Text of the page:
Why Size Matters For Your Images
Having images on your website makes a great user experience but search engines do not favour big images.
To rank well with Google (who provide the lion's share of search traffic on the internet) your number one priority must be put User eXperience (UX). If your audience are happy with what they get served on your webpage then the search engine has done its job.
However, to help serve the best websites for users to experience Google judges your website speed as a key feature of how good the content is that provides that great UX.
In 2010 Google announced that website speed was a ranking factor when serving search results. In 2018 the announcement came that mobile page speed is the ranking factor.
What does this mean?
Google has decided that internet users like websites with a great UX. They want to deliver the very best pages at the top of their search results page. The search model Google have developed is users put their questions into their search engine and the search engine delivers the websites in order that will give the best UX. It is assumed that the best UX answers the question and satisfies the user.
For webpage owners it is important to understand that Google makes a judgment on the UX of your website with a huge range of factors. One of the most important is how long it takes to load.
We all know how frustrating it can be to wait for slow pages to load. Our attention span and expectation is that pages should arrive almost instantly. If they take too long we go somewhere else.
When you click on a website and then click straight off again without doing anything you are 'bouncing'. Google determines that pages that have a high bounce rate have do not provide a good UX and so they push that page down the search rankings for the future users.
Why am I focussed on Google and not Bing and Yahoo? In 2019 research shows that 92.96% of searches are made via Google, Bing 2.34% and Yahoo 1.64%.
How to increase your UX
Adding images to your website is an excellent way of improving the UX. Illustrating your text with pictures reinforces your message, and images break up text making it easier to read.
As a side note, Backlinko analysed 1 million search engine results pages and determined "Content with at least one image significantly outperformed content without any images." and in the same study "Fast-loading websites are significantly more likely to rank in Google."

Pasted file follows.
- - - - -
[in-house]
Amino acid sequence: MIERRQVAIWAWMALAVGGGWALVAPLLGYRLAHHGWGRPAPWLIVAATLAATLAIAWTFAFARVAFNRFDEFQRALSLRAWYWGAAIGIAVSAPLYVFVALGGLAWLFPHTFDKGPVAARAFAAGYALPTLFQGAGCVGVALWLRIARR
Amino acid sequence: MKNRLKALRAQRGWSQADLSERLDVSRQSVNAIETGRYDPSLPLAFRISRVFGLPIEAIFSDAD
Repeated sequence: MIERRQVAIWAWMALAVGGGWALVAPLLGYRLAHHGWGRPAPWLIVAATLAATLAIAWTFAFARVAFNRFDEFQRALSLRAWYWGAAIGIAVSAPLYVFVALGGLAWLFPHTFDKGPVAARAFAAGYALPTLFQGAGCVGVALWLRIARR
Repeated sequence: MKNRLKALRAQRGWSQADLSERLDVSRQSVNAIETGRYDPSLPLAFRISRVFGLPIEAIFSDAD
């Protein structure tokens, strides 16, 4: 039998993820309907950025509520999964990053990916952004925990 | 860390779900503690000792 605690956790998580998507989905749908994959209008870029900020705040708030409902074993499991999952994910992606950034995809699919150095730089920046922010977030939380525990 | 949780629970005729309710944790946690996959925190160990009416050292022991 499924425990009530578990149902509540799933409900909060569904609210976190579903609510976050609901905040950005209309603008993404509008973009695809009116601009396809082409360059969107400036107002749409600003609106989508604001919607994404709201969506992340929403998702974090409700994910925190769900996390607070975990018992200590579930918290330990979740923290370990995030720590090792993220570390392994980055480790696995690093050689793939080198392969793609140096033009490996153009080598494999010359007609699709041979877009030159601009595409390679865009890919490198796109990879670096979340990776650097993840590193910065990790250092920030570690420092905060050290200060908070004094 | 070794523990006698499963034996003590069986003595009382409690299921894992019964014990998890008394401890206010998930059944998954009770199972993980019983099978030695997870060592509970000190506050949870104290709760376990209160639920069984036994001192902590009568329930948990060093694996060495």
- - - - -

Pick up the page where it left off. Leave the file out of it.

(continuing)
Large companies know that speed matters. Pfizer, one of the world's largest pharmaceutical companies, annually sets aside a large budget just to reduce the load times of their websites on mobiles.
You can check out the speed of your own website by clicking here.
So you need an image, but the trouble with images is that they slow your page down. It seems like an impossible mission. If only you could have images that are small in size and so only slow down your page a little bit.
Modern cameras create massive images. Even mobile phones create very big images that are usually plenty large enough for anything on the internet. You want your images to be given to you in a format that is ideal for online as well as perfect for print (which prefers big images).
So what is image size?
When we look at a photo online we might be looking at it on our mobile phone, tablet, desktop or even wide screen TV. Your webpage needs to serve the best image size for the device it is being viewed on.
Your web developer will be able to sort all of this out for you - but the image you get from your camera is way bigger than your widescreen TV ever needs. Not only that, your eyes cannot even discern the differences between really big and quite big, and even medium sized images when they are viewed online.
In digital terms the size of image means either the height and width of the picture (its dimensions), or most importantly, how compressed the picture is.
Social media sites such as LinkedIn and Google give you the ideal dimensions for your images. This is a great step towards reducing the load time of your webpage. Further compressing your images for online viewing makes another huge difference to image size and reduces load time even more.
A professional personal branding photographer will deliver your images in both compressed large and compressed small versions. These are ideal for online as well as for print.
"The biggest cause of slow pages and low scores is large images. When I fixed this on my own site, I found a huge impact on speed. One of the top optimization techniques for fixing image size is compression. You can save an average of 50% or more on image size by using simple compression tools." Neil Patel, UN top 100 entrepreneur, web influencer
For use online jpg, png and gif images are quick and easy. Avoid bmp and tiff files like the plague...they are the black hole of image speed!
|Compressed Large jpg||Compressed Small jpg|
|Webpages - desktop and mobile |
Print (leaflets, brochures, magazines)
|Social media |
Profile and header images
If you have commissioned product or technical photography then you will be given the uncompressed files. These are massive but retain every bit of detail.
Interestingly, billboards and hoardings do not need that high a resolution image. The larger the print the greater the viewing distance will be. Hence, it sort of balances out.
For my personal brand clients all images are processed at uncompressed maximum resolution and then compressed using professional software to squeeze every bit of speed out of your images for you.
Each image will be labelled LG-IMAGE_NAME (large) or SM-IMAGE_NAME (small) and even be put into folders for you!
If you are in the market for creating a powerful and authentic personal brand then get in contact with me today!